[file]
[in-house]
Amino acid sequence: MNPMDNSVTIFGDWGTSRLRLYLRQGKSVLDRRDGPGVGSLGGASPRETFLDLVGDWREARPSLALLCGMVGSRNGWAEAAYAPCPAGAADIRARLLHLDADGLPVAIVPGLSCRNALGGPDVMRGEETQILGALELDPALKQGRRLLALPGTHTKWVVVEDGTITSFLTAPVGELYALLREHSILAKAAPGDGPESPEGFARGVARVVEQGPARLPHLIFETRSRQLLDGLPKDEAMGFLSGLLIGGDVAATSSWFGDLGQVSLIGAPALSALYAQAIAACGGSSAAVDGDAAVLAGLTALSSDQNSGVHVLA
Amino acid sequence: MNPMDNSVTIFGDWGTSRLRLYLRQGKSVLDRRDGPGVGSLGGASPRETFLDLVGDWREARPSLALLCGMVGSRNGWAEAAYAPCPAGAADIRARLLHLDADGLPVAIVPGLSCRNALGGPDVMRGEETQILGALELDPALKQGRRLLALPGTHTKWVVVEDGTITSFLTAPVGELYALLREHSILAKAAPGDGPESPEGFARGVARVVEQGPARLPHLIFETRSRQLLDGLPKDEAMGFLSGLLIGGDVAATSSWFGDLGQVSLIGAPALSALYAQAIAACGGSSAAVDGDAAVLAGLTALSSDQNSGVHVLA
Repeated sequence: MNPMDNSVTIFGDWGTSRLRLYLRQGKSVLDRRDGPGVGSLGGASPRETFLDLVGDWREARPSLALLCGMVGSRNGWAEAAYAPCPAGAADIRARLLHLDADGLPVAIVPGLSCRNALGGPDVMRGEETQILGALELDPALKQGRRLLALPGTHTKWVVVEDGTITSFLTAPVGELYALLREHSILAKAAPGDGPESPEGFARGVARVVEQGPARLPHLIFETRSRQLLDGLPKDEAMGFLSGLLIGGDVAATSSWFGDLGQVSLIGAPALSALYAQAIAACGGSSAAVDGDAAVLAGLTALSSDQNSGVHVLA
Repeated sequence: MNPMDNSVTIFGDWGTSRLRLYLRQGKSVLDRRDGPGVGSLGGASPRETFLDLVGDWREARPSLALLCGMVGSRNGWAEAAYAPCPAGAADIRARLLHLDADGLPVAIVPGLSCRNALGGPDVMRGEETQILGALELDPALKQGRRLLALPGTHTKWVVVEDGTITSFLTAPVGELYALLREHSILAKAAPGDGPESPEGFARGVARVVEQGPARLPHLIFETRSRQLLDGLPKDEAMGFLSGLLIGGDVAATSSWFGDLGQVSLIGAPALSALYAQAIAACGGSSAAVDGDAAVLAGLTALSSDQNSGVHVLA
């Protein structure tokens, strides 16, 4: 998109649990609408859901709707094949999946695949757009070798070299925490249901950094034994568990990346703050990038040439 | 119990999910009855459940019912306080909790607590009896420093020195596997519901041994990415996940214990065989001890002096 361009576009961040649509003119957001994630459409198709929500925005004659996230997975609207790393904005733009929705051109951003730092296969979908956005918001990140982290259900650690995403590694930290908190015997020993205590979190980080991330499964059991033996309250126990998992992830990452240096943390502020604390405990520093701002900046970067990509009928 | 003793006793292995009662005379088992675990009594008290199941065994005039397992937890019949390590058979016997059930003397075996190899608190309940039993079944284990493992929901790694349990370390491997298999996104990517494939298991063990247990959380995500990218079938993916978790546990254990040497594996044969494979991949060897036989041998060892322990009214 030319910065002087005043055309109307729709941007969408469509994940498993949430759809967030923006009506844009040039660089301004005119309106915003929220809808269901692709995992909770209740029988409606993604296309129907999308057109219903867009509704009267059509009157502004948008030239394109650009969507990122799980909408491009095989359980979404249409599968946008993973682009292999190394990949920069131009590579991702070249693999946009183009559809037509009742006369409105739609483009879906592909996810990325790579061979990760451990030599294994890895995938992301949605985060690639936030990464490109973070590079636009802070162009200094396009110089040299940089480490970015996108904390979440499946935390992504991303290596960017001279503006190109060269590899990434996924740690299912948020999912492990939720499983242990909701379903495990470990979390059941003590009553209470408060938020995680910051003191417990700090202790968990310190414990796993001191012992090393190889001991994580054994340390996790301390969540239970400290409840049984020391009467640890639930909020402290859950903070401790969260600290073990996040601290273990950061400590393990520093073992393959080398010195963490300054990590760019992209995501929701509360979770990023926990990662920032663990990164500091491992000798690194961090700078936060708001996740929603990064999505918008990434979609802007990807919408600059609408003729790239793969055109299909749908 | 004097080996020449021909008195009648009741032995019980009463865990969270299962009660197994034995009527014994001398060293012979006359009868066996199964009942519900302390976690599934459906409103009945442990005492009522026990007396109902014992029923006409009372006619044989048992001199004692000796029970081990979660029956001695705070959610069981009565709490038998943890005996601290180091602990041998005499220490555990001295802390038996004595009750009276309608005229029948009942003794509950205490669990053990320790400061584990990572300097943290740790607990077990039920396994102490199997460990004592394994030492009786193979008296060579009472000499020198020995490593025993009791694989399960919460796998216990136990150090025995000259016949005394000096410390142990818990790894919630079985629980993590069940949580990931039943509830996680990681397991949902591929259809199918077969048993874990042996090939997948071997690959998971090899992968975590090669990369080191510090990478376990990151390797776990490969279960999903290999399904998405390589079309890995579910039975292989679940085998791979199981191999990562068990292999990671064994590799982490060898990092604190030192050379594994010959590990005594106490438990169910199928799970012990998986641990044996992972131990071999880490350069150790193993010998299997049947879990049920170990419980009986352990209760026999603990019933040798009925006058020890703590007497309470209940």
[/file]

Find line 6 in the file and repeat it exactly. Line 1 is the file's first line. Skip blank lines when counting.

């Protein structure tokens, strides 16, 4: 998109649990609408859901709707094949999946695949757009070798070299925490249901950094034994568990990346703050990038040439 | 119990999910009855459940019912306080909790607590009896420093020195596997519901041994990415996940214990065989001890002096 361009576009961040649509003119957001994630459409198709929500925005004659996230997975609207790393904005733009929705051109951003730092296969979908956005918001990140982290259900650690995403590694930290908190015997020993205590979190980080991330499964059991033996309250126990998992992830990452240096943390502020604390405990520093701002900046970067990509009928 | 003793006793292995009662005379088992675990009594008290199941065994005039397992937890019949390590058979016997059930003397075996190899608190309940039993079944284990493992929901790694349990370390491997298999996104990517494939298991063990247990959380995500990218079938993916978790546990254990040497594996044969494979991949060897036989041998060892322990009214 030319910065002087005043055309109307729709941007969408469509994940498993949430759809967030923006009506844009040039660089301004005119309106915003929220809808269901692709995992909770209740029988409606993604296309129907999308057109219903867009509704009267059509009157502004948008030239394109650009969507990122799980909408491009095989359980979404249409599968946008993973682009292999190394990949920069131009590579991702070249693999946009183009559809037509009742006369409105739609483009879906592909996810990325790579061979990760451990030599294994890895995938992301949605985060690639936030990464490109973070590079636009802070162009200094396009110089040299940089480490970015996108904390979440499946935390992504991303290596960017001279503006190109060269590899990434996924740690299912948020999912492990939720499983242990909701379903495990470990979390059941003590009553209470408060938020995680910051003191417990700090202790968990310190414990796993001191012992090393190889001991994580054994340390996790301390969540239970400290409840049984020391009467640890639930909020402290859950903070401790969260600290073990996040601290273990950061400590393990520093073992393959080398010195963490300054990590760019992209995501929701509360979770990023926990990662920032663990990164500091491992000798690194961090700078936060708001996740929603990064999505918008990434979609802007990807919408600059609408003729790239793969055109299909749908 | 004097080996020449021909008195009648009741032995019980009463865990969270299962009660197994034995009527014994001398060293012979006359009868066996199964009942519900302390976690599934459906409103009945442990005492009522026990007396109902014992029923006409009372006619044989048992001199004692000796029970081990979660029956001695705070959610069981009565709490038998943890005996601290180091602990041998005499220490555990001295802390038996004595009750009276309608005229029948009942003794509950205490669990053990320790400061584990990572300097943290740790607990077990039920396994102490199997460990004592394994030492009786193979008296060579009472000499020198020995490593025993009791694989399960919460796998216990136990150090025995000259016949005394000096410390142990818990790894919630079985629980993590069940949580990931039943509830996680990681397991949902591929259809199918077969048993874990042996090939997948071997690959998971090899992968975590090669990369080191510090990478376990990151390797776990490969279960999903290999399904998405390589079309890995579910039975292989679940085998791979199981191999990562068990292999990671064994590799982490060898990092604190030192050379594994010959590990005594106490438990169910199928799970012990998986641990044996992972131990071999880490350069150790193993010998299997049947879990049920170990419980009986352990209760026999603990019933040798009925006058020890703590007497309470209940």